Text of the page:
I mean, isn’t it just about making pretty logos and letterheads? Why don’t we just call it graphic design?
Well, not exactly. A good branding strategy doesn’t start there, but it does go there eventually.
The word “brand” is hard to pin down. In the 1800s a brand was simply a way for cattle ranchers to identify their livestock, but it soon grew in meaning.
A basic and generally accepted modern definition is that a brand is “a person’s perception of a product, service, experience, or organisation.” It’s the sum total of all the impressions people have about you.
So, the graphical elements that a business uses are effective inasmuch as they support and promote a positive identity. Branding is the art of shaping perceptions, and helping good impressions stick.
We don’t buy products, we buy brands
A strong brand can be incredibly simple, and incredibly valuable. A few classics come to mind very easily when we consider some famous logos:
Logos strengthen brands by suggesting the nature of the businesses they represent. Through repetition they remind us of the impressions we’ve developed of them.
The development of a good brand starts right at the very beginning of a business, way before any ideas about names, logos and typefaces: it starts with the story behind the business, and it unfolds with the business plan.
A Brand Strategist’s art is in capturing and communicating the identity and vibe of a business, then designing a simple and pleasing communication style (and all that goes with it) that encapsulates and echoes that identity.
Curiosity never killed the cat #fakenews
Brand Strategists need to understand what makes the business tick almost as well as the CEO. They need to get into your boots, to understand the culture of your business from the inside out and to feel any pain-points you may be experiencing. As things develop you should feel like your Brand Strategist “gets” you.
That’s why a good Brand Strategist starts by asking questions. Creativity flows from constant curiosity, so you can expect a Brand Strategist to badger you with questions early on in the project. If they don’t, they either already know your business very well or they need to be fired!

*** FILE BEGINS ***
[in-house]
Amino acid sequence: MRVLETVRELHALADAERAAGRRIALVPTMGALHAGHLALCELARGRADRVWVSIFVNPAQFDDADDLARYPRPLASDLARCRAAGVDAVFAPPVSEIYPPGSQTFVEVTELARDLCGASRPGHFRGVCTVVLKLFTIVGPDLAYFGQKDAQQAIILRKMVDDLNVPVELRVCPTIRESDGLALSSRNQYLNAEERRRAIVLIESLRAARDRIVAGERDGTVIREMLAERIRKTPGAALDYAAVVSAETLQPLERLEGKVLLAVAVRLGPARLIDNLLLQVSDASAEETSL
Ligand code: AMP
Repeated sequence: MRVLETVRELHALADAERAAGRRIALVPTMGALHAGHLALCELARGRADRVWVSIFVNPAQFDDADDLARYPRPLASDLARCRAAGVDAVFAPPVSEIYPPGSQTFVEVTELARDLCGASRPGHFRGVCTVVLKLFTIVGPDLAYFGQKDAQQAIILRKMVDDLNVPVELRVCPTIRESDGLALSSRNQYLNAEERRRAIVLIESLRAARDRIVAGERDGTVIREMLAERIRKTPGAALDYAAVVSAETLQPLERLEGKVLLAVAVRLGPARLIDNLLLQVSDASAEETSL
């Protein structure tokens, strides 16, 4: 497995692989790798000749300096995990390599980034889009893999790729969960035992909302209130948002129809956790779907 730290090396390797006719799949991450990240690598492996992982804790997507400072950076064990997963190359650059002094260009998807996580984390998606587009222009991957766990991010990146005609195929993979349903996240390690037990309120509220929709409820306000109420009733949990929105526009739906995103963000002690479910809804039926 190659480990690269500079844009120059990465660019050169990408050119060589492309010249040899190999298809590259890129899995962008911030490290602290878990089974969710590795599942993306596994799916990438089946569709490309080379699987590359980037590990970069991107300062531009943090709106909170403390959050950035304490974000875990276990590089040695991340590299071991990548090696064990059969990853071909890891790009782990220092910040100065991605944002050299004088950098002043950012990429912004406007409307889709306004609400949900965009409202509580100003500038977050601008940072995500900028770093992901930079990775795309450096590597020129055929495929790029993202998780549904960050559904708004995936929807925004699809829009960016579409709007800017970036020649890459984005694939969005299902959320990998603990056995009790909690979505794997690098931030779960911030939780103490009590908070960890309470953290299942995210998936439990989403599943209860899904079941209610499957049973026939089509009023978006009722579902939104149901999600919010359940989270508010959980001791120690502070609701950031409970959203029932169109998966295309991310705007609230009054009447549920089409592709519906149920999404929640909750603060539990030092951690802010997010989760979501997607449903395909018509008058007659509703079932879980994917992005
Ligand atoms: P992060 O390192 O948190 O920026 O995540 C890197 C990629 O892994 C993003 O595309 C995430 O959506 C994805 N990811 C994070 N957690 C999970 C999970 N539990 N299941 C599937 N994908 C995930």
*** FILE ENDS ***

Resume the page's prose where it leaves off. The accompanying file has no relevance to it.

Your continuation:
They may ask questions like:
- What’s your vision for your business?
- What words would you like your ideal customers to use when they describe your business/products?
- What words would they use right now?
- If your ideal customer saw what you had to offer and chose not to buy from you, why would that most likely be?
Some strategists like to start with a questionnaire, but I find this impersonal. Sometimes people also need a hand thinking things through or there may be something about their business that they undervalue or a pain-point that they’ve gotten so used to they no longer notice it. I prefer to meet with clients to talk things through as it helps both parties really understand the company and the brand development process.
What should I expect a Brand Strategy to include?
It depends on the scope of the project, but generally you can expect the following:
- Name, slogan and example intro copy
- Messaging guidelines describing the tone of communications. This will impact what the company writes about, what photos they use, what tone they say things in etc. Expect values-language here (e.g gritty, authentic, bold, or elegant, premium, lush)
- A logo, possibly including both a logotype and a logomark;
- Various iterations of the logo for different applications (e.g wide format, social networks, smallprint etc), and perhaps example visuals showing it in various contexts.
- A graphic design guide dictating typefaces online and in print, colours, spacing and how typography, images, logos and other symbolism should be used
You could have the best product or the greatest cause in the world, but if your tone of communication suggests otherwise, you may find it very hard to cut through.
Branding can be a bit of an ethereal idea but when branding material aligns well with an organisation’s values and identity and is backed up by regular good service, it can become an organisation’s greatest asset.